Friday, June 1, 2012

Happy Birthday to Marilyn Monroe

Today is the birthday of Norma Jeane Mortenson, who would go on to create an image of sexually charged glamour in American cinema and related media around 60 years ago, something that we're still not sure what to do with today.

Like everybody else who first learned Marilyn Monroe's biography from a maudlin Elton John tune, I cannot help but see her as a tragic figure.  Doubly so as, according to a number of sources, Monroe was also a bit of a genius, just one who knew that wasn't what the cameras or the public believed or wanted, and managed to play a role quite often in her public life.  It's only in seeing the surprising number of photos that surface with Mornoe with a book in her hands, or the fact that one of her choices of a man to marry was Arthur Miller*, that the image of the head tilted back with the open mouth smile becomes a put-on and the other Monroe comes into focus.  But maybe that's why Monroe continues to be discussed when Jayne Mansfield (and, in her way, Mamie Van Doren) have disappeared into pop cultural ephemera most people can't pick out of a line-up.

The endless sea of images of Monroe create a rorschach test.  A quick glance through Google image searches produces an amazing number of images that don't repeat.  It seems she must have been photographed weekly throughout her adult life.  Everyone has a reaction, even if they sometimes forget that Monroe actually existed and wasn't a manufactured icon of 50's-style Hollywood glamour.  She's one of those figures who some seem more than ready to leap to criticize, lest anyone around them need to be corrected.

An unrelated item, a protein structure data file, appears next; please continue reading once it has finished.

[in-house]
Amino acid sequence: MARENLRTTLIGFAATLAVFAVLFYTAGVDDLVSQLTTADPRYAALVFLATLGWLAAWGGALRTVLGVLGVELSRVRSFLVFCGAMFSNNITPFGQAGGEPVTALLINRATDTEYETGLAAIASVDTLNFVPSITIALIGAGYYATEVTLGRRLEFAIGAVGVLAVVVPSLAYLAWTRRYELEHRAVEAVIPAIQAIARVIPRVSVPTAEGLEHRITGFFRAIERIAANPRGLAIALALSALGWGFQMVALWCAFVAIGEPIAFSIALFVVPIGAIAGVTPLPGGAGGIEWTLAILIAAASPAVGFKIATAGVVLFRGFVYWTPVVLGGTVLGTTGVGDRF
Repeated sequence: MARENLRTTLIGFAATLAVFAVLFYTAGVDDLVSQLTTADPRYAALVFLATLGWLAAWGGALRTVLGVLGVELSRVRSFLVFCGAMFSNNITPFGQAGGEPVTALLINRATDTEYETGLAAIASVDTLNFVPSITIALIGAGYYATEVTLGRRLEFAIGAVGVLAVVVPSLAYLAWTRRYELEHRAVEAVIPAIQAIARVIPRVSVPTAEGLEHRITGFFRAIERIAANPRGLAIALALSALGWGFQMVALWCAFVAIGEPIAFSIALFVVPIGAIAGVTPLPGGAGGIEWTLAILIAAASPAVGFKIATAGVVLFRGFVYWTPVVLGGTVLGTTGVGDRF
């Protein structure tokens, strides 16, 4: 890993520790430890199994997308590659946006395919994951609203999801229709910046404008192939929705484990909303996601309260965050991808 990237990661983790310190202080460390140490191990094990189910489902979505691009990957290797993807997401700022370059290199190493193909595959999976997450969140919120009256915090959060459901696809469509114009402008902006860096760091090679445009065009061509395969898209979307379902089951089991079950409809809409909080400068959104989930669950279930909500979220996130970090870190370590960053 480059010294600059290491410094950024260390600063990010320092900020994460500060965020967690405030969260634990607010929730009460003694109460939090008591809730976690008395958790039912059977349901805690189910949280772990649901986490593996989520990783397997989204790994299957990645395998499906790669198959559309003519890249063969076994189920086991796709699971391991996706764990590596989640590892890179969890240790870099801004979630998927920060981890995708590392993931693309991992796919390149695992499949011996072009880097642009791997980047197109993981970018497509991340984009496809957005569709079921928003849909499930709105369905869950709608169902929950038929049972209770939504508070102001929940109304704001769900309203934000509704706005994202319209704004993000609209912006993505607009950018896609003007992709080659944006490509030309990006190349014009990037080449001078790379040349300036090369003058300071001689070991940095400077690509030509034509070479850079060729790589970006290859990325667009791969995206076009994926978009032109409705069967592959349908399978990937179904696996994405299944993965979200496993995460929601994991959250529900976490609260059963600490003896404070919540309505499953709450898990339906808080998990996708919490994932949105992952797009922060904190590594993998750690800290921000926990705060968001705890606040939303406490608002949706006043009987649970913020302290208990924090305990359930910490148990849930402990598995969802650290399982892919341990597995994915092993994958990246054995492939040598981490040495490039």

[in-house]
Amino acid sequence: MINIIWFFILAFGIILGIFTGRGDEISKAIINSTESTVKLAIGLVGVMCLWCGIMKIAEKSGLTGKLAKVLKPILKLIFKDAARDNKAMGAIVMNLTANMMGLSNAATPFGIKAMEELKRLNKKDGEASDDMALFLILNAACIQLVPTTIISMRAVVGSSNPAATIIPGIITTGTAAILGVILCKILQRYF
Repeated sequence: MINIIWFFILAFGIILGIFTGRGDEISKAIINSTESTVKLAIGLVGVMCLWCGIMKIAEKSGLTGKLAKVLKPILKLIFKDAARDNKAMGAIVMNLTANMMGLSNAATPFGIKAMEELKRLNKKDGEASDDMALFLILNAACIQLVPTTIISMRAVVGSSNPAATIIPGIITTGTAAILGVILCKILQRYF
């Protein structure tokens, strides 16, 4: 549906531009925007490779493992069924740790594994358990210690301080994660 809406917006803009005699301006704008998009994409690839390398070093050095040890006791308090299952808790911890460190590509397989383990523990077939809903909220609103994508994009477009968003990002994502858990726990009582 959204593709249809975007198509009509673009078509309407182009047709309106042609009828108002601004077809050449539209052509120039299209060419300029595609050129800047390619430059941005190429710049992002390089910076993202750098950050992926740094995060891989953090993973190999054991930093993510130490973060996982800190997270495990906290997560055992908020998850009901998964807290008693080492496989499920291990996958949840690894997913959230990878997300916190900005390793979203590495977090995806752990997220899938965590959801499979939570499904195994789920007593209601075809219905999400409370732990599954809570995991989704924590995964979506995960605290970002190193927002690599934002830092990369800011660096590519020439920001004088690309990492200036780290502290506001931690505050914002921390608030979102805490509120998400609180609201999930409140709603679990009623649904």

She's a smiling, licensed photo.  She's a tragic Hollywood icon loaning even her death to the mystique of an industry that doesn't know what to do with it.  She's a victim for conspiracy nuts.  She's the virgin/whore paradox we all read something onto because, in life, she must not have talked too much or said enough to give away the game.  

Confession time:  growing up, I knew that mine was not a house where one was going to hang Farrah Fawcett posters on the wall without an endless string of mockery from all parties.  But when it came to Monroe, somehow nobody said anything.

So my one girly poster I had on my wall in high school (unless you count a Siouxsie Sioux poster or two) was Monroe.  Somehow that flew under the radar.  In the poster, she was in her skivvies, perched on the edge of a table, in classic head tilted-back and with bedroom eyes.  I never knew why that poster was okay, but I think it was just one of those "who knows what he's up to?" moments my parents let slide so often when there were no matches or hatchets involved.

But after a while, a few other pictures went up, and as you tend to do after doing some reading, I wasn't looking for the pics of Monroe vamping.

The thing is (and I think this sometimes gets lost) it turns out Monroe was actually a pretty darn good movie star.  I won't comment on her acting, because I think its as good or better than a lot of others from that same era, but when she steps into frame in a film like Niagra, if her job is to steal focus, she more than succeeds.  

I'm not a Monroe biographer, just a curious passer-by.

But we can still wish Marilyn Monroe a happy 86th birthday.

And now, because its my blog:

* I can read nothing into the DiMaggio pairing other than that Joe DiMaggio was @#$%ing awesome.

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